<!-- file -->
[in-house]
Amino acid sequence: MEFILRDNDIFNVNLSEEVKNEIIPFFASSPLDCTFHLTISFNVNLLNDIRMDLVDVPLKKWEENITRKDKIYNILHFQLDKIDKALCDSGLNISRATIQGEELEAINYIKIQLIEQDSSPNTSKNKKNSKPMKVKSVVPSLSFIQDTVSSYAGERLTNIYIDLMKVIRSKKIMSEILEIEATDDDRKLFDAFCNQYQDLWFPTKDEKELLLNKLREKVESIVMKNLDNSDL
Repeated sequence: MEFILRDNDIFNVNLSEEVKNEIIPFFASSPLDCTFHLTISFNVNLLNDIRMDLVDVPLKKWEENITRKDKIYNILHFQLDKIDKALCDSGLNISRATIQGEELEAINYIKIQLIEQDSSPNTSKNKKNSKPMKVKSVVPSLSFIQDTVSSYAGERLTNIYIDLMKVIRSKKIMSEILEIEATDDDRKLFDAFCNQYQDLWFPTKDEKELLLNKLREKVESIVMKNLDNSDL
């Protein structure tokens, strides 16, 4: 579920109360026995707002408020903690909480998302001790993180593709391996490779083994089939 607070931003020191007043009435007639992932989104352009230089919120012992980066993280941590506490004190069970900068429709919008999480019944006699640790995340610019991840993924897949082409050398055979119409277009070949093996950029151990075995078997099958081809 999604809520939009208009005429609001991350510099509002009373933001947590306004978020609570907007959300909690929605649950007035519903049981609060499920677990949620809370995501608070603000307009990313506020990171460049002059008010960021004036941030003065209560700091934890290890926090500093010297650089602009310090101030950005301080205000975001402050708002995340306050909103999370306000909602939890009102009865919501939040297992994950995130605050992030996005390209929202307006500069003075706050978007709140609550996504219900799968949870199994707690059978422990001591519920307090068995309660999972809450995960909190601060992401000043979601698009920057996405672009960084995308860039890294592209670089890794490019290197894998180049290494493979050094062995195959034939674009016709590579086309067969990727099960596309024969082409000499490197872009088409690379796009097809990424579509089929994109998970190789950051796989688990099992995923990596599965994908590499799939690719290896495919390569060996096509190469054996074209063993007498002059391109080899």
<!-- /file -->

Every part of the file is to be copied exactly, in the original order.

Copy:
[in-house]
Amino acid sequence: MEFILRDNDIFNVNLSEEVKNEIIPFFASSPLDCTFHLTISFNVNLLNDIRMDLVDVPLKKWEENITRKDKIYNILHFQLDKIDKALCDSGLNISRATIQGEELEAINYIKIQLIEQDSSPNTSKNKKNSKPMKVKSVVPSLSFIQDTVSSYAGERLTNIYIDLMKVIRSKKIMSEILEIEATDDDRKLFDAFCNQYQDLWFPTKDEKELLLNKLREKVESIVMKNLDNSDL
Repeated sequence: MEFILRDNDIFNVNLSEEVKNEIIPFFASSPLDCTFHLTISFNVNLLNDIRMDLVDVPLKKWEENITRKDKIYNILHFQLDKIDKALCDSGLNISRATIQGEELEAINYIKIQLIEQDSSPNTSKNKKNSKPMKVKSVVPSLSFIQDTVSSYAGERLTNIYIDLMKVIRSKKIMSEILEIEATDDDRKLFDAFCNQYQDLWFPTKDEKELLLNKLREKVESIVMKNLDNSDL
């Protein structure tokens, strides 16, 4: 579920109360026995707002408020903690909480998302001790993180593709391996490779083994089939 607070931003020191007043009435007639992932989104352009230089919120012992980066993280941590506490004190069970900068429709919008999480019944006699640790995340610019991840993924897949082409050398055979119409277009070949093996950029151990075995078997099958081809 999604809520939009208009005429609001991350510099509002009373933001947590306004978020609570907007959300909690929605649950007035519903049981609060499920677990949620809370995501608070603000307009990313506020990171460049002059008010960021004036941030003065209560700091934890290890926090500093010297650089602009310090101030950005301080205000975001402050708002995340306050909103999370306000909602939890009102009865919501939040297992994950995130605050992030996005390209929202307006500069003075706050978007709140609550996504219900799968949870199994707690059978422990001591519920307090068995309660999972809450995960909190601060992401000043979601698009920057996405672009960084995308860039890294592209670089890794490019290197894998180049290494493979050094062995195959034939674009016709590579086309067969990727099960596309024969082409000499490197872009088409690379796009097809990424579509089929994109998970190789950051796989688990099992995923990596599965994908590499799939690719290896495919390569060996096509190469054996074209063993007498002059391109080899």